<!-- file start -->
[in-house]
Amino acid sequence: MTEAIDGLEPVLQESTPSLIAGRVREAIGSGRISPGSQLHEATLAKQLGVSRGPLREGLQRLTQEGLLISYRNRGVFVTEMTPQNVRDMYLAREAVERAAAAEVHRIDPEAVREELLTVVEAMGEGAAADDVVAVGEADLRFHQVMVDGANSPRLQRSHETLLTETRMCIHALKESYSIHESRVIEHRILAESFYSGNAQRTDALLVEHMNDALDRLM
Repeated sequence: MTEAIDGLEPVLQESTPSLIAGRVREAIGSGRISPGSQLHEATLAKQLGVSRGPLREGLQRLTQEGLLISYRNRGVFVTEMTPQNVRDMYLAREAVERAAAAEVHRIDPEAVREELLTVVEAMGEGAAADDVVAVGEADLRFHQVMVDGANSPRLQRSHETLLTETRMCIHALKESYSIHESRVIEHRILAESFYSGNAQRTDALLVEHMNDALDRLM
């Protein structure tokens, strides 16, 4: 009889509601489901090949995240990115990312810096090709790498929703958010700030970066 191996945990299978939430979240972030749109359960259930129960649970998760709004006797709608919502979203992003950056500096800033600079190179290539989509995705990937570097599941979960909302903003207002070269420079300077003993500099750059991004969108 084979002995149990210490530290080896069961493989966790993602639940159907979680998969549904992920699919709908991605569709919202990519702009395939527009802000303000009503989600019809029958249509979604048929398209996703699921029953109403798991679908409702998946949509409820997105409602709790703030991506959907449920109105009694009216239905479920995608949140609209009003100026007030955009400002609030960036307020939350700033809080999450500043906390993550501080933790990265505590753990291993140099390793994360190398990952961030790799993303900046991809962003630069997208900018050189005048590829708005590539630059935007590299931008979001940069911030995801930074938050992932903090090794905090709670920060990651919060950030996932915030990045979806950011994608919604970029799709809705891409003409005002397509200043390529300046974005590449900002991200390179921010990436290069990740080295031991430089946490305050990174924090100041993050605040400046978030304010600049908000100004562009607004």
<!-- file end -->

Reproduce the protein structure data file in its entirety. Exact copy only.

[in-house]
Amino acid sequence: MTEAIDGLEPVLQESTPSLIAGRVREAIGSGRISPGSQLHEATLAKQLGVSRGPLREGLQRLTQEGLLISYRNRGVFVTEMTPQNVRDMYLAREAVERAAAAEVHRIDPEAVREELLTVVEAMGEGAAADDVVAVGEADLRFHQVMVDGANSPRLQRSHETLLTETRMCIHALKESYSIHESRVIEHRILAESFYSGNAQRTDALLVEHMNDALDRLM
Repeated sequence: MTEAIDGLEPVLQESTPSLIAGRVREAIGSGRISPGSQLHEATLAKQLGVSRGPLREGLQRLTQEGLLISYRNRGVFVTEMTPQNVRDMYLAREAVERAAAAEVHRIDPEAVREELLTVVEAMGEGAAADDVVAVGEADLRFHQVMVDGANSPRLQRSHETLLTETRMCIHALKESYSIHESRVIEHRILAESFYSGNAQRTDALLVEHMNDALDRLM
């Protein structure tokens, strides 16, 4: 009889509601489901090949995240990115990312810096090709790498929703958010700030970066 191996945990299978939430979240972030749109359960259930129960649970998760709004006797709608919502979203992003950056500096800033600079190179290539989509995705990937570097599941979960909302903003207002070269420079300077003993500099750059991004969108 084979002995149990210490530290080896069961493989966790993602639940159907979680998969549904992920699919709908991605569709919202990519702009395939527009802000303000009503989600019809029958249509979604048929398209996703699921029953109403798991679908409702998946949509409820997105409602709790703030991506959907449920109105009694009216239905479920995608949140609209009003100026007030955009400002609030960036307020939350700033809080999450500043906390993550501080933790990265505590753990291993140099390793994360190398990952961030790799993303900046991809962003630069997208900018050189005048590829708005590539630059935007590299931008979001940069911030995801930074938050992932903090090794905090709670920060990651919060950030996932915030990045979806950011994608919604970029799709809705891409003409005002397509200043390529300046974005590449900002991200390179921010990436290069990740080295031991430089946490305050990174924090100041993050605040400046978030304010600049908000100004562009607004």